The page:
- Robert Florey
Robert Florey (
14 September 1900, Paris- 16 May 1979, Santa Monica, California) was a French screenwriter, director of short films, and actor who moved to Hollywoodin 1921. In 1950, Florey was made a knight in the French Légion d'honneur.
Florey worked as assistant director to
Josef von Sternbergand others before making his feature directing debut in 1926. He directed more than 50 movies through 1950, from the first Marx Brothersmovie " The Cocoanuts" (1929), to the Bette Davismelodrama " Ex-Lady", to horror movies such as "Murders in the Rue Morgue" (1932) starring Bela Lugosi, and skillful film noir" The Crooked Way" (1949) and the first Hollywood film about the Vietnam war, " Rogues' Regiment" (1948) with Dick Powelland Vincent Price.
Florey made a significant but uncredited contribution to the script of the classic 1931 film adaptation of
Mary Shelley's novel "Frankenstein". Florey was also originally slated to direct "Frankenstein" but was assigned by Universal Picturesto direct "Murders in the Rue Morgue" instead. Florey, with the help of cinematographer Karl Freundand elaborate sets representing 19th century Paris, made "Murders" into an American version of German expressionist films such as " The Cabinet of Dr. Caligari" (1920).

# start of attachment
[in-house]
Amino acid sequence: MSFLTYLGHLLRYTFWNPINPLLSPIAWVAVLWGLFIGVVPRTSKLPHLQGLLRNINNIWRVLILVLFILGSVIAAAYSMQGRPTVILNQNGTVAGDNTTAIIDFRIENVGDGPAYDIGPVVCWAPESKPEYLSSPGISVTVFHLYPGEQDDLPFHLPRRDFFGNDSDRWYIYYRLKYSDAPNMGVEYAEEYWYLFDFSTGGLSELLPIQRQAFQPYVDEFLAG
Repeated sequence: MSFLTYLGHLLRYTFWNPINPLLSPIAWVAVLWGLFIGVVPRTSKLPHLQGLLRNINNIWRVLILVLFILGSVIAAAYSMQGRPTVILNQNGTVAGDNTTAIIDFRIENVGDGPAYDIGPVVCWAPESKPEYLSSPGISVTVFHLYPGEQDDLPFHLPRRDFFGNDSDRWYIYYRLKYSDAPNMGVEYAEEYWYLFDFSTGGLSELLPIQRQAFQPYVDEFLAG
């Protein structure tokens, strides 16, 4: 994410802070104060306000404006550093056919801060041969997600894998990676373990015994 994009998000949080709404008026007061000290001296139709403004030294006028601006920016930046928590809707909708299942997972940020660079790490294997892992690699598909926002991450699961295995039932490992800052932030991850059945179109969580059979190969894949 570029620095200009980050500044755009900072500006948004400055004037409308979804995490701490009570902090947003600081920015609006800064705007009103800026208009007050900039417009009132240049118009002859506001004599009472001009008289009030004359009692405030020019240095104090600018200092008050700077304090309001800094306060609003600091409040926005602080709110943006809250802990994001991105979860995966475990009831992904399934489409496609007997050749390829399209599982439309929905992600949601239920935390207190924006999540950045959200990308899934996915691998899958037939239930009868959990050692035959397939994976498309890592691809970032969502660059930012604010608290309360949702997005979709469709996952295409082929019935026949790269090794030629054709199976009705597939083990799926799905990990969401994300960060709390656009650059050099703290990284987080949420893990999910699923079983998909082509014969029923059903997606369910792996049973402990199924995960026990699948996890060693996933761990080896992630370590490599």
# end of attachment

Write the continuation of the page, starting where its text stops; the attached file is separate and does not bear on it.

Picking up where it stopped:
For many film historians, Florey's finest work is in these low-budget programmers and
B movies. Florey hit a peak at Paramount in the late 30s with films including "Hollywood Boulevard" (1936), " King of Gamblers" (1937), and " Dangerous to Know" (1938), all distinguished by their fast pace, cynical tone, and striking use of moody, semi-expressionistic camera angles and lighting effects. His thriller, " Daughter of Shanghai", starring " Anna May Wong" (one of three films Florey did with her) was added to the National Film Registryin 2006.
Other notable films include two experimental short films "
The Life and Death of 9413--a Hollywood Extra" (1928) co-directed with Slavko Vorkapich, "Skyscraper Symphony" (1929), and the horror classic " The Beast with Five Fingers" (1946). He was also assistant director to Charlie Chaplinon Chaplin's film " Monsieur Verdoux" (1947).
Florey was one of the first seasoned feature directors to turn to
televisionin the 1950s, working in the new medium for over a decade and producing shows for " The Outer Limits", " Alfred Hitchcock Presents", and "The Twilight Zone".
He also wrote a number of books, including "
Pola Negri" (1927) and " Charlie Chaplin" (1927), " Hollywood d'hier et d'aujord'hui" (1948), " La Lanterne magique" (1966), and " Hollywood annee zero" (1972).
Brian Taves, Robert Florey, The French Expressionist (Scarecrow Press, 1986)
* [http://www.imdb.com/name/nm0282984 Robert Florey at the Internet Movie Database]
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